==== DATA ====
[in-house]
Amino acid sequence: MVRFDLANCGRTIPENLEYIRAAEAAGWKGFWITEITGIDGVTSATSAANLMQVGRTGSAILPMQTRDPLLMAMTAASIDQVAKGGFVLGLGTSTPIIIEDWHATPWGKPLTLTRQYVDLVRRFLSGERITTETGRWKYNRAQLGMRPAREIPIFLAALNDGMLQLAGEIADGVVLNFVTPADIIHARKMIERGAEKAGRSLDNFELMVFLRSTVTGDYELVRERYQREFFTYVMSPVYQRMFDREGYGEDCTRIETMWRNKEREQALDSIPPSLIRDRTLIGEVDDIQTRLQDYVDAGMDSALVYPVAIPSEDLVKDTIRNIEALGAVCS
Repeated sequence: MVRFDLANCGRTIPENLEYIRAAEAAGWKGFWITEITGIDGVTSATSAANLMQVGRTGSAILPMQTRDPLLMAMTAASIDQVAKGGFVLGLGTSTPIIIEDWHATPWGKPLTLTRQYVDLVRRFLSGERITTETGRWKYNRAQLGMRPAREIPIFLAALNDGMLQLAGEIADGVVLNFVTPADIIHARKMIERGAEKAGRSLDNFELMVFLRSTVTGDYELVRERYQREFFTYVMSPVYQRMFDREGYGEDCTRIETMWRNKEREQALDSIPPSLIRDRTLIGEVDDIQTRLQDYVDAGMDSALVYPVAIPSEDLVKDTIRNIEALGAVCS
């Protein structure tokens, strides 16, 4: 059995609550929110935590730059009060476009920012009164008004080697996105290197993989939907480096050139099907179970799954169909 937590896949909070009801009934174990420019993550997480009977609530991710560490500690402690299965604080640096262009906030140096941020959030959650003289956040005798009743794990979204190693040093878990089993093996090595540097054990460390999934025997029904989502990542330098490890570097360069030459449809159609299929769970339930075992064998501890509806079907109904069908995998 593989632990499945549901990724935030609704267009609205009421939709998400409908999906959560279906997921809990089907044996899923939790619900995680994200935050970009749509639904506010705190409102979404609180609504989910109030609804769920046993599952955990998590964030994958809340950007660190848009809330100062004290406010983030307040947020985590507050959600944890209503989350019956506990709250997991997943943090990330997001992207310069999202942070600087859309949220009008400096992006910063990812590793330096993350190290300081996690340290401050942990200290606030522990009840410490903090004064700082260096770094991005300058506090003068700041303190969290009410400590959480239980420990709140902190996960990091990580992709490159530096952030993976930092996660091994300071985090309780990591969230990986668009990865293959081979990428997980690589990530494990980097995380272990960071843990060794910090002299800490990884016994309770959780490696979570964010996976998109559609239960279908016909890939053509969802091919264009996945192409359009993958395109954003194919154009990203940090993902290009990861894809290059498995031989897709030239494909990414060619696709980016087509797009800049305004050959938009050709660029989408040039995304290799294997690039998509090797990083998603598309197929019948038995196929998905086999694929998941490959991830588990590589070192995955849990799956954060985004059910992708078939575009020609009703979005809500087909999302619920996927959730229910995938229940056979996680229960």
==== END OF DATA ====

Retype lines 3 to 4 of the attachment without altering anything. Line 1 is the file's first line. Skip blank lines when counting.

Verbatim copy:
Repeated sequence: MVRFDLANCGRTIPENLEYIRAAEAAGWKGFWITEITGIDGVTSATSAANLMQVGRTGSAILPMQTRDPLLMAMTAASIDQVAKGGFVLGLGTSTPIIIEDWHATPWGKPLTLTRQYVDLVRRFLSGERITTETGRWKYNRAQLGMRPAREIPIFLAALNDGMLQLAGEIADGVVLNFVTPADIIHARKMIERGAEKAGRSLDNFELMVFLRSTVTGDYELVRERYQREFFTYVMSPVYQRMFDREGYGEDCTRIETMWRNKEREQALDSIPPSLIRDRTLIGEVDDIQTRLQDYVDAGMDSALVYPVAIPSEDLVKDTIRNIEALGAVCS
């Protein structure tokens, strides 16, 4: 059995609550929110935590730059009060476009920012009164008004080697996105290197993989939907480096050139099907179970799954169909 937590896949909070009801009934174990420019993550997480009977609530991710560490500690402690299965604080640096262009906030140096941020959030959650003289956040005798009743794990979204190693040093878990089993093996090595540097054990460390999934025997029904989502990542330098490890570097360069030459449809159609299929769970339930075992064998501890509806079907109904069908995998 593989632990499945549901990724935030609704267009609205009421939709998400409908999906959560279906997921809990089907044996899923939790619900995680994200935050970009749509639904506010705190409102979404609180609504989910109030609804769920046993599952955990998590964030994958809340950007660190848009809330100062004290406010983030307040947020985590507050959600944890209503989350019956506990709250997991997943943090990330997001992207310069999202942070600087859309949220009008400096992006910063990812590793330096993350190290300081996690340290401050942990200290606030522990009840410490903090004064700082260096770094991005300058506090003068700041303190969290009410400590959480239980420990709140902190996960990091990580992709490159530096952030993976930092996660091994300071985090309780990591969230990986668009990865293959081979990428997980690589990530494990980097995380272990960071843990060794910090002299800490990884016994309770959780490696979570964010996976998109559609239960279908016909890939053509969802091919264009996945192409359009993958395109954003194919154009990203940090993902290009990861894809290059498995031989897709030239494909990414060619696709980016087509797009800049305004050959938009050709660029989408040039995304290799294997690039998509090797990083998603598309197929019948038995196929998905086999694929998941490959991830588990590589070192995955849990799956954060985004059910992708078939575009020609009703979005809500087909999302619920996927959730229910995938229940056979996680229960």